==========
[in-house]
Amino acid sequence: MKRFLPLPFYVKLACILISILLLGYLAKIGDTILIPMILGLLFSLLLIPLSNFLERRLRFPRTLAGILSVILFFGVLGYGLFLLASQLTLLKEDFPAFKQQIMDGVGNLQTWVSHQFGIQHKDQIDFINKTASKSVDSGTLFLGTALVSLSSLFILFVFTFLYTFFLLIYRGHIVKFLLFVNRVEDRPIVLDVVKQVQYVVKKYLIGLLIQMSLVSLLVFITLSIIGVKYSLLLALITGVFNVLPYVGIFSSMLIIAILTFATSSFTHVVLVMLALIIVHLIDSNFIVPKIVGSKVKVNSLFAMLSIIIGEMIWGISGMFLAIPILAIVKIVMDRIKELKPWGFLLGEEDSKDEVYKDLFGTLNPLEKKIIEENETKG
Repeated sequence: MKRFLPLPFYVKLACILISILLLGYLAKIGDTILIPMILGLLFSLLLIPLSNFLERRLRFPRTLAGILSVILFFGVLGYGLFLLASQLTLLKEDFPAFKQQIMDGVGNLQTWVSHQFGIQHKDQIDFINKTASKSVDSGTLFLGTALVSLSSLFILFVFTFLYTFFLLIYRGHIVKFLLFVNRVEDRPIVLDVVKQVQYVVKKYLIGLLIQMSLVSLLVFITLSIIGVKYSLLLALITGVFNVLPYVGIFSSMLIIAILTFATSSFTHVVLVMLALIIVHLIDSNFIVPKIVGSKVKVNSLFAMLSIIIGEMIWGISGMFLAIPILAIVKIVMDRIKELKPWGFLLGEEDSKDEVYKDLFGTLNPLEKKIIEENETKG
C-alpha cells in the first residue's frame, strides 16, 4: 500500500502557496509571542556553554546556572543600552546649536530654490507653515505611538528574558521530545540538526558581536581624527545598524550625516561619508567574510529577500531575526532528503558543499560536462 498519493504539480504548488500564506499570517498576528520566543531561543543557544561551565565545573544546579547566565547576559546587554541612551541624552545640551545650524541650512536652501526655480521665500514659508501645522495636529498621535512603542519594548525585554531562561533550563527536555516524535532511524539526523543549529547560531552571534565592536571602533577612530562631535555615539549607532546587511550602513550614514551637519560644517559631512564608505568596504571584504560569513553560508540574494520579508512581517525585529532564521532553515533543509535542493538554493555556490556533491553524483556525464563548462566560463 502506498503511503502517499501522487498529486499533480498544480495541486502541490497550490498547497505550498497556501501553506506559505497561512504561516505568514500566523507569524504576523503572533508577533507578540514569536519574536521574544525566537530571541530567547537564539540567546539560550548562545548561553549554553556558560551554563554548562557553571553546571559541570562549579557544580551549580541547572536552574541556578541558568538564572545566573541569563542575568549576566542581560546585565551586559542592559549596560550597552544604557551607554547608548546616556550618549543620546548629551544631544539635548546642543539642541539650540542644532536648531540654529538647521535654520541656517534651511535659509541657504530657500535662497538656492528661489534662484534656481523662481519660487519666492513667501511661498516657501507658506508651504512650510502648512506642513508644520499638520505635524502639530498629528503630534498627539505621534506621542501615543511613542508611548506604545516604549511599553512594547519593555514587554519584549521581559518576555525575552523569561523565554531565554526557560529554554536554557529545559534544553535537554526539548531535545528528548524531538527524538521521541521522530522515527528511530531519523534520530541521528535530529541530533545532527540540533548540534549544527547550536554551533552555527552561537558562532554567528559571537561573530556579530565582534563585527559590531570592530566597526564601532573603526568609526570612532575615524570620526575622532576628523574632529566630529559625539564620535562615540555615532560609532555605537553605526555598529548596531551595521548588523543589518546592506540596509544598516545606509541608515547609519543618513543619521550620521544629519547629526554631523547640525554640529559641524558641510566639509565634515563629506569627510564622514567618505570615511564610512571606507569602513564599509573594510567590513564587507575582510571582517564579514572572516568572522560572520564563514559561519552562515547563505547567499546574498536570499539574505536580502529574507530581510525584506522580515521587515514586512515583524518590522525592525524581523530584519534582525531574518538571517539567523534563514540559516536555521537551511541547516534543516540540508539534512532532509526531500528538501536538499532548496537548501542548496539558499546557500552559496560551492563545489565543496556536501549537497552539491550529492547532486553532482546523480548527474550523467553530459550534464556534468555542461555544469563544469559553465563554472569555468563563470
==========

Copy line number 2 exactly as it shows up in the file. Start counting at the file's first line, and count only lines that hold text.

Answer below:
Amino acid sequence: MKRFLPLPFYVKLACILISILLLGYLAKIGDTILIPMILGLLFSLLLIPLSNFLERRLRFPRTLAGILSVILFFGVLGYGLFLLASQLTLLKEDFPAFKQQIMDGVGNLQTWVSHQFGIQHKDQIDFINKTASKSVDSGTLFLGTALVSLSSLFILFVFTFLYTFFLLIYRGHIVKFLLFVNRVEDRPIVLDVVKQVQYVVKKYLIGLLIQMSLVSLLVFITLSIIGVKYSLLLALITGVFNVLPYVGIFSSMLIIAILTFATSSFTHVVLVMLALIIVHLIDSNFIVPKIVGSKVKVNSLFAMLSIIIGEMIWGISGMFLAIPILAIVKIVMDRIKELKPWGFLLGEEDSKDEVYKDLFGTLNPLEKKIIEENETKG